When submitting a game to Steam for approval, how much of the game’s assets and files do you have to show to Valve? Is it similar to a review by a rating board such as the ESRB?
The two are pretty different processes. With Steam, you must provide the entire build – everything that goes into the game as it would be distributed to customers – along with a description of what you, as the publisher, believe might be considered problematic content.
With the ESRB, you fill out an itemized form in great detail describing several examples of the most extreme instances of content that falls within any of the categories on the form, such as violence, drug use, sexuality, etc. You then have to create and submit a video reel demonstrating those scenes as well as a longer clip that provides a general overall view of the game – how it plays, how users interact with content, how graphic the visuals are, pacing of potentially offensive content, etc. Then later, you provide them with a release copy for review and verification that everything was reported accurately.
It’s the difference between a thorough, well-established review process (ESRB), and a vague review process that is subjective and difficult to figure out.
Mr. Lombardi additionally stated, “While not accessible in the game itself without an externally acquired patch, we were distributing that content depot through Steam, therefore the game would not have passed our content review…” Is the patch he is referring to the 18+ patch available on MangaGamer’s site? What exactly does that patch do when applied to the All-Ages version of the game?
Again, I would like to make it clear that the content in Bokuten and in Bokuten’s build did go through Valve’s content review, passed their content review without issue, and had not been changed since release.
That being said, the patch Mr. Lombardi most likely refers to would be the adult patch available for free on our site to registered MangaGamer users. This patch uses assets available in the 18+ version sold on our store to modify the all-ages version to reflect the developer’s original vision for the product, ensuring that MangaGamer users can enjoy the content they would otherwise have access to for the same price if it was purchased from our store.
MangaGamer has released 18+ content on Steam, such as the Funbag Fantasy series. What about Bokuten prevents an 18+ version of it from being appropriate for Steam’s storefront?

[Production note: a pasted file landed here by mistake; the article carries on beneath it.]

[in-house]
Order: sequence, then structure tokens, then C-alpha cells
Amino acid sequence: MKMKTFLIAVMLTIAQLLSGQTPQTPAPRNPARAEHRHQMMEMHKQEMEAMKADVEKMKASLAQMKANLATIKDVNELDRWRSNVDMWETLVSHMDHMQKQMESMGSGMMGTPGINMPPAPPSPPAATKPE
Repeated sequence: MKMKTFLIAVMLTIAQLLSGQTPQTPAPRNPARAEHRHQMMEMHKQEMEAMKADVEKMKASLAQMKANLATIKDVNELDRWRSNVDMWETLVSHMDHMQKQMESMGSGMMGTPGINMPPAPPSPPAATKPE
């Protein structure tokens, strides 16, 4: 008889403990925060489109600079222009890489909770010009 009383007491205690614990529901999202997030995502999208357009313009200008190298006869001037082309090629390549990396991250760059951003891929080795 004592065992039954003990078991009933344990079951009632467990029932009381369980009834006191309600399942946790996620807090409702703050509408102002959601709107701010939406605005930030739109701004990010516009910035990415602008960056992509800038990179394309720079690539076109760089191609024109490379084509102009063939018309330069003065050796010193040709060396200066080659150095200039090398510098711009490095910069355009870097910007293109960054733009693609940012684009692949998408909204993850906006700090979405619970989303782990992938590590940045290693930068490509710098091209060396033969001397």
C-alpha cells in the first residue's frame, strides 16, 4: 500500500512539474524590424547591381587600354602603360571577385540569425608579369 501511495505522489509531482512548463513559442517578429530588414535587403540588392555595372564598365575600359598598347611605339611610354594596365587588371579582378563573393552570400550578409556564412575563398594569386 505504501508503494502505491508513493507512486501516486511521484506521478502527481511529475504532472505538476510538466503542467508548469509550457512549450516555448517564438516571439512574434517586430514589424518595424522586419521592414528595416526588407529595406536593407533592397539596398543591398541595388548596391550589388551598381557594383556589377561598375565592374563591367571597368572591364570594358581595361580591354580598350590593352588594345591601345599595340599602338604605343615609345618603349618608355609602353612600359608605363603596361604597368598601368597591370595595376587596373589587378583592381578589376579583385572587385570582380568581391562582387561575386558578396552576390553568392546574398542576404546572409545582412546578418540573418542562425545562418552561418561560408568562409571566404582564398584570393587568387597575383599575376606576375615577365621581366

Nothing other than Steam’s interpretation where they consider the content to be obscene in some way.
Is the 18+ version of Bokuten still available on MangaGamer’s site?
Yes, thankfully, the adult version is still available on our storefront and will remain so. So we strongly encourage everyone who’s maybe had their interest peaked to visit our storefront and check it out. We’re currently offering a special 50% discount on Bokuten, too, so we hope people will take advantage of this opportunity.
Has MangaGamer requested that Bokuten be reinstated on Steam?
We’re happy to announce that as of the time this is published, Bokuten has been reapproved and restored to Steam!
Do you have anything you’d like to say to people out there who may be unfamiliar with MangaGamer or with Bokuten?
We hope you’ll give visual novels and Bokuten a try if you haven’t already. The amazing story packed within this game will speak for itself if you let it, and it may open your eyes to a whole new genre of games to enjoy.
Lastly, do you have any advice for other developers or publishers who have faced issues with 18+ content on Steam?
If you’re having difficulty publishing an adult visual novel on Steam, please reach out to us. We’re happy to work with other developers and publishers to provide a place to retail your titles on our storefront as well. Otherwise–pray you get lucky every time you hit “submit for review.”
So, what do you think? Did this interview give you some insight into what happened with Bokuten?
Personally, this did help answer some things I’ve always wondered. The difference between the ESRB rating process and Steam’s own process being one such thing. At the least, I do think it gives us a clear picture as to the events that transpired. This does raise the question, though, of “could we have avoided this?” In short, I think so.
While a full opinion and dissection of these events are beyond the scope of this article, I do think the majority of this would agree that both MangaGamer and Steam could have done better in this case. For MangaGamer, it just comes down to ensuring no more 18+ assets slip through into the All-Ages version. In the case of Steam, it comes down to better communication. Fans should not be telling a publisher their game has been taken down. This should have been handled through Business-to-Business communication with Valve giving MangaGamer a detailed report of what was wrong. Is it all bad though? No, there’s actually some good that came out of this.
One, MangaGamer owned up to the issue and addressed it as quickly as they could. Which is all I can ever ask from any professional organization or business. Just be responsible. Two, Steam put the game back up for sale. Yes, we avoided another Maidens of Michael situation here. That is worth celebrating. Have we addressed the larger issues that could lead to another situation like this down the road? No, not yet sadly. But, even small steps in the right direction should be acknowledged.
Once again, I’d like to thank MangaGamer and John Pickett for being willing to communicate with us. If you want to follow MangaGamer then you can do so via the below social media links: